These huge discrepancies, even given the problems with the data, suggest that measures around increasing the minimum wage might be in order during the first one hundred days. The uncertainty lies in the amount, and that depends on the actual impact any wage increases would have over the whole economy and inflation.

Sustainable growth for Mexico

will entail reducing severe regional disparities.

2Prioritize security by addressing the root causes of crime

Security was the first concern for voters during this election, with a recent poll showing that nearly eight in ten people felt unsafe living in their city. Andrés Manuel López Obrador believes that violence is the result of inequality and proposes to not “face violence with violence, but to instead fight violence with peace." He emphasizes that continuing to exclude people from education and employment opportunities leaves them few other options but to engage in organized crime.

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Alberto Fujimori
At-risk youths in Ciudad Juárez participate in "A Ganar," a program teaching vocational skills to prevent crime. [Reuters]

His solution: address root causes of organized crime including unemployment, family disintegration, and the loss of moral values. The challenge could not be more imminent. The National Council for the Evaluation of Social Development Policy (CONEVAL) says that poverty affects 44 percent of Mexicans while the World Bank states that 2.5 percent of people live in extreme poverty. Meanwhile, 53 percent of youth aged fifteen to twenty-nine remain unemployed. One proposed program: giving these youth, often referred to as ninis, the right to work and study through an initiative AMLO calls Youth Building the Future. It would offer free primary education, workshops, and apprenticeship programs with a stipend of $3,600 pesos per person, per month, as well as increased scholarships for those who want to pursue a university education.

López Obrador also wishes to relaunch the Ministry of Public Safety. On the campaign trail, he frequently criticized President Peña Nieto for passing this responsibility to the secretary of government, and not achieving results. Furthermore, he has indicated that he wants to merge the police, navy, and army into one national guard that will respond directly to him. Something, he argues, that does not require modifying the constitution and will facilitate united decisions to be made to guarantee peace. A controversial proposal whose legality remains unclear.

One proposal that generated controversy during the campaign is his desire to give an “out” to some of those currently involved in the drug trade. What is clear is that he will seek new ways to advance on reducing the drug trade and the infiltration of criminal organizations. Mexicans want new answers; that is why he was elected. The key issue will be to navigate the political pitfalls in moving the ball forward.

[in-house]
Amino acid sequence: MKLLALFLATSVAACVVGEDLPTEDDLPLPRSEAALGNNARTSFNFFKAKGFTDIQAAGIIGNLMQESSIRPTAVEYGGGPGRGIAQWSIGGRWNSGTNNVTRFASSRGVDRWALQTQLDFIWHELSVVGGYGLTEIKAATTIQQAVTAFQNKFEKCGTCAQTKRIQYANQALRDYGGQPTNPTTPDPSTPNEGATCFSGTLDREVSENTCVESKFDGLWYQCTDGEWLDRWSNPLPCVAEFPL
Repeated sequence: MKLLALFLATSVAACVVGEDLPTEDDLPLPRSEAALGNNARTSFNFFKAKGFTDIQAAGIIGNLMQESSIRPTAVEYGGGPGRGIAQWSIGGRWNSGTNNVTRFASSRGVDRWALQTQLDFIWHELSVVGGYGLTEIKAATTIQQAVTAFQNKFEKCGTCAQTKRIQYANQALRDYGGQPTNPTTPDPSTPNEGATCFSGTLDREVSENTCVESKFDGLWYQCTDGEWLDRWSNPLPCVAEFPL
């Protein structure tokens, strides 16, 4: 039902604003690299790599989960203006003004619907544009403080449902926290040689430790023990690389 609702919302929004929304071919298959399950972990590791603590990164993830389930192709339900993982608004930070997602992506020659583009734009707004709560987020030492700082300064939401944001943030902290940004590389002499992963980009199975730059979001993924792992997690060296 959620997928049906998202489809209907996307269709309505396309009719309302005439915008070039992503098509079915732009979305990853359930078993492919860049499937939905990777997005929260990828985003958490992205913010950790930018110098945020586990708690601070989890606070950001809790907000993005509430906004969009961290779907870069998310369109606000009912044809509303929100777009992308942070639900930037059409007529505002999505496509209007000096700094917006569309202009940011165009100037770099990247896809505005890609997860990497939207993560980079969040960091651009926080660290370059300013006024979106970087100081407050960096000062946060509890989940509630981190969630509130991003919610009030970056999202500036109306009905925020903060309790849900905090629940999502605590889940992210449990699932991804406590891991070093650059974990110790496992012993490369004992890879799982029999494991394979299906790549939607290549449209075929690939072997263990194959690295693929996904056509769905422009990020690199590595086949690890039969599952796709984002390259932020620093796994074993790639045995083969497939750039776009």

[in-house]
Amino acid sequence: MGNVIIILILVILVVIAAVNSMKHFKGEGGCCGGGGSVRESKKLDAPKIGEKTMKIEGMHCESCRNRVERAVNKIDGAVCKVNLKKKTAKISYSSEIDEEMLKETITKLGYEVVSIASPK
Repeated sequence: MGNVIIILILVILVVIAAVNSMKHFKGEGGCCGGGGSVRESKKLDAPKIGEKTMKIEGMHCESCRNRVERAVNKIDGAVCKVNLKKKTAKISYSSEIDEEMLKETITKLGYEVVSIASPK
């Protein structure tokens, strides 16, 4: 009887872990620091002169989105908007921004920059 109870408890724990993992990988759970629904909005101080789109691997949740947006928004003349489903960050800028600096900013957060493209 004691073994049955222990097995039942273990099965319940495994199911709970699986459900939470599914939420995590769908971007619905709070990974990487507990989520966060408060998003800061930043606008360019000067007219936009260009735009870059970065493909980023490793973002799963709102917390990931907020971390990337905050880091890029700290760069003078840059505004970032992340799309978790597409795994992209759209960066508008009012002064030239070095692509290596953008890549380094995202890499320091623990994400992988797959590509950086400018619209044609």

Tackling poverty and youth unemployment

will yield the greatest long-term results in combating crime.

3Carve out a US-Mexico relationship based on a new sense of cooperation, if he finds a willing US partner

After a rally in December 2017, Andrés Manuel López Obrador was asked about President Trump’s recent tax cuts and how he will manage the bilateral relationship. His proposal: a focus mainly on strengthening the northeast region of Mexico. That involves lowering the tax rate in the border region to 8 percent, matching the price of gasoline, natural gas, and electricity with that of neighboring US states, and doubling the border area minimum wage with the intention of curbing migration. That response is characteristic of his views. For AMLO in particular, the answer lies in a strong Mexico—a country that focuses first on getting its internal house in order.

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Informal workers in Peru
The US-Mexico relationship has seen rising tensions, but remains indispensable for both countries. [Reuters]

On migration, he has criticized President Trump’s actions against unauthorized migrants as being “repressive, racist and inhumane.” He has vowed to represent the Mexican people and migrant workers from all of Latin America with dignity. President-elect López Obrador has proposed establishing a national immigration institute in Tijuana and using the fifty Mexican consulates in the United States to provide legal services to migrants. Another campaign proposal was to send a team of lawyers, psychologists, and social workers to the border to provide support for children and families.